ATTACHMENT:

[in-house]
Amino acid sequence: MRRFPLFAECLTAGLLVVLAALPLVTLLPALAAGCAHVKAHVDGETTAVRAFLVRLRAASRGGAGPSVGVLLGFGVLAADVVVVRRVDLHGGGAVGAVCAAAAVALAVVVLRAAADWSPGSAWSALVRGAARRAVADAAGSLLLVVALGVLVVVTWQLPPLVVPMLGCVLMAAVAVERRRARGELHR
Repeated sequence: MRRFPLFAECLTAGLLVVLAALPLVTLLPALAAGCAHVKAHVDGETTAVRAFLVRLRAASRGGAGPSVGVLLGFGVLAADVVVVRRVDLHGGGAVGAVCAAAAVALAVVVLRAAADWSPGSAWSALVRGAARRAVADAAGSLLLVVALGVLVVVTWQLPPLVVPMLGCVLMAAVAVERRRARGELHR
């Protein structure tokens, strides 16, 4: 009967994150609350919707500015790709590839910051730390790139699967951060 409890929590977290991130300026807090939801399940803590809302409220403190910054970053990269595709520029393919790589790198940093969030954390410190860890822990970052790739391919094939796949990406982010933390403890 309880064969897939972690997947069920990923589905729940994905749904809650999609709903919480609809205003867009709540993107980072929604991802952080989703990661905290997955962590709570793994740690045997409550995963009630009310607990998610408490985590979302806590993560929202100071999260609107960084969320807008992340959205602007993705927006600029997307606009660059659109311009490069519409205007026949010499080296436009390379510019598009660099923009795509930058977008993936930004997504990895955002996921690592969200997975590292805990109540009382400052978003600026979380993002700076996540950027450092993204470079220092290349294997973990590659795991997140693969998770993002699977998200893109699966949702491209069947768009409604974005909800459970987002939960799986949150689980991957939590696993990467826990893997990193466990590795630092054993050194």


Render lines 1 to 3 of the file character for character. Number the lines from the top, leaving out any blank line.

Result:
[in-house]
Amino acid sequence: MRRFPLFAECLTAGLLVVLAALPLVTLLPALAAGCAHVKAHVDGETTAVRAFLVRLRAASRGGAGPSVGVLLGFGVLAADVVVVRRVDLHGGGAVGAVCAAAAVALAVVVLRAAADWSPGSAWSALVRGAARRAVADAAGSLLLVVALGVLVVVTWQLPPLVVPMLGCVLMAAVAVERRRARGELHR
Repeated sequence: MRRFPLFAECLTAGLLVVLAALPLVTLLPALAAGCAHVKAHVDGETTAVRAFLVRLRAASRGGAGPSVGVLLGFGVLAADVVVVRRVDLHGGGAVGAVCAAAAVALAVVVLRAAADWSPGSAWSALVRGAARRAVADAAGSLLLVVALGVLVVVTWQLPPLVVPMLGCVLMAAVAVERRRARGELHR